However, the show experience is still terrible, especially for shows with more than 6 - 8 seasons.

I'm curious what the next disruptor for streaming episodic content is going to look like. Spitefully, I hope it takes out most of the existing streaming services, because in their greed they have made things worse for the consumer, and when you live by the sword of capitalism I have no sympathy when you die by the sword of capitalism.


From: Andrew Reilly (Mar 05 2023, at 14:30)

Why is your LG TV's data farming worse for you than your Roku's? Apparently 50% of the profit in TV manufacturing these days is the "post-sale monetization", i.e. data farming.

Regarding finding services: the Roku's "search all the apps" feature does some of that, but isn't always reliable.

My biggest gripe with the whole streaming environment, compared to its DVD-based predecessor, is just how little content is available. Most of the time when I want to (re)-watch an older film, it isn't available on any streaming service. So the DVD gets another run. You'd think that with infinite data-center storage capacity they could keep everything available, but that isn't how the world of licensing and IP rights works.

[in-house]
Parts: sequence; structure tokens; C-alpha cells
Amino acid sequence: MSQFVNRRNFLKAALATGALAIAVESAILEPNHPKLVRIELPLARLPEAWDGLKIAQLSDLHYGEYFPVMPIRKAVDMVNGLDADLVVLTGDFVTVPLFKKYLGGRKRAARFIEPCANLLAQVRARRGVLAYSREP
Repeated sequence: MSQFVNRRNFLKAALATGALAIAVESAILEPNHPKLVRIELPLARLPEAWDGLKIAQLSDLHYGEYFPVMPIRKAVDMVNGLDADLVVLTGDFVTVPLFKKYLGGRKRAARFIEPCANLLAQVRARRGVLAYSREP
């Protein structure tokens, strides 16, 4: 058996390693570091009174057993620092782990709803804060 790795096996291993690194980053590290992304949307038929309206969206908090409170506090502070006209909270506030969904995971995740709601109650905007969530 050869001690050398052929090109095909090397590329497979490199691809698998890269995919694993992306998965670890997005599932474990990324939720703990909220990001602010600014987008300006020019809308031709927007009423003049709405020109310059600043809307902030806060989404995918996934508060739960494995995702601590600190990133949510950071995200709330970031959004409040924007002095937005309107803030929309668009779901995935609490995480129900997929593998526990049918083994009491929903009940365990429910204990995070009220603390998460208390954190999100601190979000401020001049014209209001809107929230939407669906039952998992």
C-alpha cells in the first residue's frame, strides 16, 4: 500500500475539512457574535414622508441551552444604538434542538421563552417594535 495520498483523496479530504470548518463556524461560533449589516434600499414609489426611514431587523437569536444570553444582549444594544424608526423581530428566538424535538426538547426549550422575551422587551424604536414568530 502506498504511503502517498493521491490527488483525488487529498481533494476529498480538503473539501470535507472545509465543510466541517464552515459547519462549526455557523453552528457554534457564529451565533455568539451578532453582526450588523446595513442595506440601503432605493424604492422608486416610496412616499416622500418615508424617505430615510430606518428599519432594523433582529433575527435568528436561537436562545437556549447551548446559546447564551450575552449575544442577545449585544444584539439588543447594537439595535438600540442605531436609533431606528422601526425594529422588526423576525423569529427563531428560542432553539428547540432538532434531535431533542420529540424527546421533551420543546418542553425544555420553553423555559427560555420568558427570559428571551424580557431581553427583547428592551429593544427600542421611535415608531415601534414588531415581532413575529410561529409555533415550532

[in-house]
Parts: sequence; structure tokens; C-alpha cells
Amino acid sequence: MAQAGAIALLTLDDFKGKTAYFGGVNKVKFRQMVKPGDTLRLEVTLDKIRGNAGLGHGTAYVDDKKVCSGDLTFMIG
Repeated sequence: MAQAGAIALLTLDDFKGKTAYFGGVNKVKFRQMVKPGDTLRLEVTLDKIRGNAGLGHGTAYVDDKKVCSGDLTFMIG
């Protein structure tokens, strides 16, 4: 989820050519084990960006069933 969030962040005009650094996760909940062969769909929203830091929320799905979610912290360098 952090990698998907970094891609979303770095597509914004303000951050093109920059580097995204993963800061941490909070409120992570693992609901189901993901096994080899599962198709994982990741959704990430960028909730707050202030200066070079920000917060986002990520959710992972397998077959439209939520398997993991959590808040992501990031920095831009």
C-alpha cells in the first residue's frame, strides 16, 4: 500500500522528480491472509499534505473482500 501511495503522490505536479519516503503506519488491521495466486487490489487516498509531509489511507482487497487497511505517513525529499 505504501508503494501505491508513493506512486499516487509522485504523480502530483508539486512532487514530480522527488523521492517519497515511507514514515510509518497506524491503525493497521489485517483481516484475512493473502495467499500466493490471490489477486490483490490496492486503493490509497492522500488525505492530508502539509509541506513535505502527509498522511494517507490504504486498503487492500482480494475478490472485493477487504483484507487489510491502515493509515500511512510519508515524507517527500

Which is the flip-side of your original complaint of course, and why your dumb-cable subscription is so expensive. If you could only pay for the shows that you want to watch, there wouldn't be enough money in the system to subsidize production of the shows that don't work. And if the whole back-catalogue was available, there would be fewer eyeball-hours available to watch the new stuff. (Same applies to music and music streaming, but more-so. The long-tail is poorly supported, and I'm a long-tail kind of person, I think.)


From: Jason Carter (Mar 05 2023, at 15:26)

Google TV will aggregate a decent recommendations feed including live content from youtube TV. It includes Paramount and Apple and others, but not Netflix. I feel like Google does OK with this in the US but is likely to axe one or more of those services.


From: Mike S (Mar 15 2023, at 13:04)

Amazon's FireTV will also let you search for a movie across apps, and launch the app to play your show. It'll even show you different options if more than one provider have the show.


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colophon · rights

March 03, 2023